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'Groundbreaking' lung cancer vaccine is being developed

'Groundbreaking' lung cancer vaccine is being developed

The project has secured £1.7 million.

The world-first vaccine for lung cancer is currently in development.

Researchers from the University of Oxford, the Francis Crick Institute, and University College London (UCL) have been granted £1.7 million to advance the development of a lung cancer vaccine called 'LungVax' for those at high risk of getting lung cancer.

Cancer is an extremely difficult disease to treat in that 'it’s hard for the immune system to distinguish between what’s normal and what’s cancer,' as described by Professor Tim Elliott who is leading the LungVax project.

However, this vaccine could hold promise in intercepting lung cancer in its earliest stages, with researchers optimistic that the vaccine could cover around 90% of all lung cancer cases.

The vaccine targets neoantigens in the body / Catherine Falls Commercial / Getty
The vaccine targets neoantigens in the body / Catherine Falls Commercial / Getty

Using similar technology to that in the Oxford/AstraZeneca COVID-19 vaccine, LungVax works by activating the immune system to kill cancer cells and stop lung cancer using a strand of DNA.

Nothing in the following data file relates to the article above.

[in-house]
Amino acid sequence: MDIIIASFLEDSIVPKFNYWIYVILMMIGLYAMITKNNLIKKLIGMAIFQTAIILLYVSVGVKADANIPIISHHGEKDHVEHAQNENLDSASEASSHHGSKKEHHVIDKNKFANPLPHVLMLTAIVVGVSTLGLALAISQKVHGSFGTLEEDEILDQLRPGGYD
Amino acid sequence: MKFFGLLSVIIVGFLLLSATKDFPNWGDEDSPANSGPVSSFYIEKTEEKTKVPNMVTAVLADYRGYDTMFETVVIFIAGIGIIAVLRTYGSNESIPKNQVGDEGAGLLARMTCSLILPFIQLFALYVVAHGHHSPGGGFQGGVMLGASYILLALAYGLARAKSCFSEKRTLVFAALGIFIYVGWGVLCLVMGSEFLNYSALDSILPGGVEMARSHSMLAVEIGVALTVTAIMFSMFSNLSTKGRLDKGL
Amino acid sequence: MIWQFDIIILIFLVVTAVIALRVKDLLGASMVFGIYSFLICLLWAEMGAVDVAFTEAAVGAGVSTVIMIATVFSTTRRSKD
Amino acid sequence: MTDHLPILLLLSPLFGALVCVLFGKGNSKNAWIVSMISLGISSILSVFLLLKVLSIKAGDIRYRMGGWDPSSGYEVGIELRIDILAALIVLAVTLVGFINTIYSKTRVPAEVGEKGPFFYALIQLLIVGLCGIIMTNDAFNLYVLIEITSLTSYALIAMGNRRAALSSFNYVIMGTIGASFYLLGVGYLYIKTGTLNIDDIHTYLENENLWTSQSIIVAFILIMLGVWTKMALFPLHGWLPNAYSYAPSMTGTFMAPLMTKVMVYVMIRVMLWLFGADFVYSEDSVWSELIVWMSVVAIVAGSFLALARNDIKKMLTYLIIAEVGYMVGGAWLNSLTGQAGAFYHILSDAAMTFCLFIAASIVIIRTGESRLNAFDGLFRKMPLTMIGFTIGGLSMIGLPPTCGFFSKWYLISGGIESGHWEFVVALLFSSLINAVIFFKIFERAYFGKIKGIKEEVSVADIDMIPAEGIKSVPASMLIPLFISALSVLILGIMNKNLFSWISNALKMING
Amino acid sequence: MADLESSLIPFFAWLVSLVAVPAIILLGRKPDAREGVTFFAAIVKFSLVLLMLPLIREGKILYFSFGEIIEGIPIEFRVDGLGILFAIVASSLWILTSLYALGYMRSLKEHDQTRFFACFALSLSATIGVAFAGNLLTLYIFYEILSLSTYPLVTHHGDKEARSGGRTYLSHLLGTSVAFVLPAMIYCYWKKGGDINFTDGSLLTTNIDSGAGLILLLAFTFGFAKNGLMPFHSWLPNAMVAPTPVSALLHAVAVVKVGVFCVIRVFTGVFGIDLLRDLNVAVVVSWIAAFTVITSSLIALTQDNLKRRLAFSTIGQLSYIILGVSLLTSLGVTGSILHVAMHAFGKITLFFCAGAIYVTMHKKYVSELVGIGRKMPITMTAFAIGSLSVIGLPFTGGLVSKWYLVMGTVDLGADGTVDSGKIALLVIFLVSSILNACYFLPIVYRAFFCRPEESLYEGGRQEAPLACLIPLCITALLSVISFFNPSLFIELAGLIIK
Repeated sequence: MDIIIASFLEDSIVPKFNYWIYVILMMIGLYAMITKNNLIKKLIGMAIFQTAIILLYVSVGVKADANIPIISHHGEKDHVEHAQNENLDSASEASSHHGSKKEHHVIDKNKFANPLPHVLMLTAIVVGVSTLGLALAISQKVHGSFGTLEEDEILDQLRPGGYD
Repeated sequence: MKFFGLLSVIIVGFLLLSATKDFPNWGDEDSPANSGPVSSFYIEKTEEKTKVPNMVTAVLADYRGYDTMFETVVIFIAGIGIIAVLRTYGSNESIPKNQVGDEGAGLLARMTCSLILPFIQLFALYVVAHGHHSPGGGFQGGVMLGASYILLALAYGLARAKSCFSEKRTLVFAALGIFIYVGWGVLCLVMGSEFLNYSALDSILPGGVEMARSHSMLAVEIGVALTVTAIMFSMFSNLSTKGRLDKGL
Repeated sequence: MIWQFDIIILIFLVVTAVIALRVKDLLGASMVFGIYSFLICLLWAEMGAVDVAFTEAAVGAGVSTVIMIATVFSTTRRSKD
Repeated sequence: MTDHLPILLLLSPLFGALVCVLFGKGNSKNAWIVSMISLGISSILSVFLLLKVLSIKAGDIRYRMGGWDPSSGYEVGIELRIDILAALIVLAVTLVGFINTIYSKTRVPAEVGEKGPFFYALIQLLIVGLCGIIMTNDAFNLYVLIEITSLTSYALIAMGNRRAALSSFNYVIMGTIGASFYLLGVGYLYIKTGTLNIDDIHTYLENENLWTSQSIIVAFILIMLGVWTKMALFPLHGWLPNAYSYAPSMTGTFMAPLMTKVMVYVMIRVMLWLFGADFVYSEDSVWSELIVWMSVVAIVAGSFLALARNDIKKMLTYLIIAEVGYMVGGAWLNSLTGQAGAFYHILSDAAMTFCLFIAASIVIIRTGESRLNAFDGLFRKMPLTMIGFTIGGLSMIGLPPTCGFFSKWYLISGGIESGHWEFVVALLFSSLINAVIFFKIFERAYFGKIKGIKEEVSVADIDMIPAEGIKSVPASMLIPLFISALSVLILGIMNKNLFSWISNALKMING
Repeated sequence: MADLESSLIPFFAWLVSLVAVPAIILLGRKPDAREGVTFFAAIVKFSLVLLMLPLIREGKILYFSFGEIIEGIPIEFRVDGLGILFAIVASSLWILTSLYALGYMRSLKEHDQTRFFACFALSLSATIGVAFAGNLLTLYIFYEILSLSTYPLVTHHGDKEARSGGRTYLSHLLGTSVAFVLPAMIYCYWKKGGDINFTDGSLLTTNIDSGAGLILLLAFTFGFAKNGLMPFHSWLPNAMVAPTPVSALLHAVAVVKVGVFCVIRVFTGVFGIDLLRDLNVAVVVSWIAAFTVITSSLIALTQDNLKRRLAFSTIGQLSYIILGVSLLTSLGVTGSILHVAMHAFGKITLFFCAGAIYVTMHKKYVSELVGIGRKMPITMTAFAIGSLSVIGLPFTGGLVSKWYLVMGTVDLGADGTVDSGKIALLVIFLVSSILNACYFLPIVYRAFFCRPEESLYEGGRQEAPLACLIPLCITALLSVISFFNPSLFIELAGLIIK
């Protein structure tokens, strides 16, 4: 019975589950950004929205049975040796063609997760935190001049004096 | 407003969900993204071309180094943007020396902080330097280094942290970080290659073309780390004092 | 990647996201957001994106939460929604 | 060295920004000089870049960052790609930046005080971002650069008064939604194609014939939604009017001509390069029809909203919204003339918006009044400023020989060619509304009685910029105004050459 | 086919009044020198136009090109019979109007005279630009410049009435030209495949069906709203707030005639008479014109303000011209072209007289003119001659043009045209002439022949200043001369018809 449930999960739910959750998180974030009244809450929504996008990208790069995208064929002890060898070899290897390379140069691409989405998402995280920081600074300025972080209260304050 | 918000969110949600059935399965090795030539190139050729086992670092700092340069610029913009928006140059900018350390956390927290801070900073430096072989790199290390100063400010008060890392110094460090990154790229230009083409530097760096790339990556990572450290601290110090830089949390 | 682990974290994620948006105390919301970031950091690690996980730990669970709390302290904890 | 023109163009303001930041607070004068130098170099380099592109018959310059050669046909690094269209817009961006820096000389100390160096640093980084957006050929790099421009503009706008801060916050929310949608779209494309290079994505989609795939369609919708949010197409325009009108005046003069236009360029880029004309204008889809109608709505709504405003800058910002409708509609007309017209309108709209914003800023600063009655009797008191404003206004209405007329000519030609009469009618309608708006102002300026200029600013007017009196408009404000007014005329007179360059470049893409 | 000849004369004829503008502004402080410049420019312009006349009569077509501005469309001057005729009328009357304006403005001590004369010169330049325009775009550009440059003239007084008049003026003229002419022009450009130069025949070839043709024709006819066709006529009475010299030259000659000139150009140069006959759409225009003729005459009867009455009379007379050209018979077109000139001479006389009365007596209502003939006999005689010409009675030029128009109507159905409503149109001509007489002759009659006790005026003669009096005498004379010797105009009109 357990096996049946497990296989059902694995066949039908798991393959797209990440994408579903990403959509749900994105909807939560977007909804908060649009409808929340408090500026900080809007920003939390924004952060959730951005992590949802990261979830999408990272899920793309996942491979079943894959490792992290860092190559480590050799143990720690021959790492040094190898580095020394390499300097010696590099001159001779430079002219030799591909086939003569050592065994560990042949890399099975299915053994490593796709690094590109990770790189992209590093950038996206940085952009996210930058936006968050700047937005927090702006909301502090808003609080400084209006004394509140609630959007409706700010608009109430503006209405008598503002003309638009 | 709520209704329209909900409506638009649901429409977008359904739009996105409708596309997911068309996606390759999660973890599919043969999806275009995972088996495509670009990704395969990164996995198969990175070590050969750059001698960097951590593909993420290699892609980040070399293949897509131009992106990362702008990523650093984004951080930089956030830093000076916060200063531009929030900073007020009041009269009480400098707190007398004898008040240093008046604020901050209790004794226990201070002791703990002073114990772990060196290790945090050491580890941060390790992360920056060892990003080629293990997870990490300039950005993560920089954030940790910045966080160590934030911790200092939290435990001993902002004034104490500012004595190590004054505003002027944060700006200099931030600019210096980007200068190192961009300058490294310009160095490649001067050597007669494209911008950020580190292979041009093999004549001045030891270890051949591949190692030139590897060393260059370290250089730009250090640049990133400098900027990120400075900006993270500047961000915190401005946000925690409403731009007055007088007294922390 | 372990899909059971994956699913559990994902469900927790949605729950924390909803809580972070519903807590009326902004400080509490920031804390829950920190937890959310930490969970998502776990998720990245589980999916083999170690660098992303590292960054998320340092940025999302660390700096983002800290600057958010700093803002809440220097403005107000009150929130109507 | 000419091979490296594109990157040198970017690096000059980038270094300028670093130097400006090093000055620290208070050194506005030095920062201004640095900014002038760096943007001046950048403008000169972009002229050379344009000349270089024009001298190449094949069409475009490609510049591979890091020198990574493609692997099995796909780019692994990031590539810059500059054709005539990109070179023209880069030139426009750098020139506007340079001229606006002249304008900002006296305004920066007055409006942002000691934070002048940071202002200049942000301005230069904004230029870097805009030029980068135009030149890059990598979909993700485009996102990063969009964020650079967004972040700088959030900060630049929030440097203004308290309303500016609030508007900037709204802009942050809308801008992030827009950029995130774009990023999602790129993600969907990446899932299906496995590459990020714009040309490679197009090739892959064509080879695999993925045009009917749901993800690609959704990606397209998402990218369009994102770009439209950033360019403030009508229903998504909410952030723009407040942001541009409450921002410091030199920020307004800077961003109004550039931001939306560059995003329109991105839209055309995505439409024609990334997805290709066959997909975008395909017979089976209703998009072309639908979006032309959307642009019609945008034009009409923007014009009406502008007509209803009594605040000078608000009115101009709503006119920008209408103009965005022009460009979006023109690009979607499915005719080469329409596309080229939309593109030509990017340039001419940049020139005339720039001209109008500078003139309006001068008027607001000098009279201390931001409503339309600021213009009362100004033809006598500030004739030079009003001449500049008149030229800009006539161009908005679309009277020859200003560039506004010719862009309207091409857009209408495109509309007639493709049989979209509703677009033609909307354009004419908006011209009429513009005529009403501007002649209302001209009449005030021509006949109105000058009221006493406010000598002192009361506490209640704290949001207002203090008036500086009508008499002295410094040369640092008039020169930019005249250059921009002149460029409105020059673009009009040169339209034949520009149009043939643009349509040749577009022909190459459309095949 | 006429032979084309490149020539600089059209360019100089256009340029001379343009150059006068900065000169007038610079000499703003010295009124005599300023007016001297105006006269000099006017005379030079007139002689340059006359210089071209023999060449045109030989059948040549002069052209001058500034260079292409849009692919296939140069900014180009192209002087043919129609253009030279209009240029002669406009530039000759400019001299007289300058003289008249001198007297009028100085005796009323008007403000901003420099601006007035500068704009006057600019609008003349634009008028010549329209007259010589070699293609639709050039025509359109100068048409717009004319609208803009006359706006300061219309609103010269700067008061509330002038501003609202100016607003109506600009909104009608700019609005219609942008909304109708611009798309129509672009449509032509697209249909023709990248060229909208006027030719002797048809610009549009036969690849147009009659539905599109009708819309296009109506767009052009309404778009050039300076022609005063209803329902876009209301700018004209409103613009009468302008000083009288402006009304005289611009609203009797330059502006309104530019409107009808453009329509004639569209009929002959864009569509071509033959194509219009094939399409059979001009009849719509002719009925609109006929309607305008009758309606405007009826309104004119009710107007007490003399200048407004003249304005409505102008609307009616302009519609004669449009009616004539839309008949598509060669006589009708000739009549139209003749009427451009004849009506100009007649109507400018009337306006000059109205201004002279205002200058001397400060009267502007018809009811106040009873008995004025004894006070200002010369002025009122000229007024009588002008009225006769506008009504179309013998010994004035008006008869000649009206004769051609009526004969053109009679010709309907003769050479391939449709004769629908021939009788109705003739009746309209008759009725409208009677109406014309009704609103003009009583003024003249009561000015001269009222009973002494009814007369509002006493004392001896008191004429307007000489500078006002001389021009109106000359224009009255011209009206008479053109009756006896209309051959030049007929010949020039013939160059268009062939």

The vaccine then trains the immune system to recognise specific ‘red flag’ proteins in lung cancer cells (neoantigens) and eliminate them.

Michelle Mitchell, chief executive of Cancer Research UK, explained: ‘The science that successfully steered the world out of the pandemic could soon be guiding us toward a future where people can live longer, better lives free from the fear of cancer.

‘Projects like LungVax are a really important step forward into an exciting future, where cancer is much more preventable.

‘We’re in a golden age of research and this is one of many projects which we hope will transform lung cancer survival.’

LungVax has been back by £1.7 million in funding / Peter Dazeley / Getty
LungVax has been back by £1.7 million in funding / Peter Dazeley / Getty

Professor Sarah Blagden, professor of Experimental Oncology at the University of Oxford and founder of the LungVax project, added: ‘When given to people with cancer at its earliest stages, anti-cancer treatments are more likely to be successful.

‘We are developing a vaccine to stop the formation of lung cancer in people at high risk. This is an important step forward in preventing this devastating disease.’

The funding will support lab research and initial manufacturing of 3,000 LungVax doses at the Oxford Clinical BioManufacturing Facility over the next two years.

There are hopes that soon the vaccine will be scaled up to larger trials for high-risk individuals, including people aged 55-74 who are current smokers or have previously smoked. This is the same group that is eligible for targeted lung health screenings in parts of the UK.

Featured Image Credit: Catherine Falls Commercial / Peter Dazeley / Getty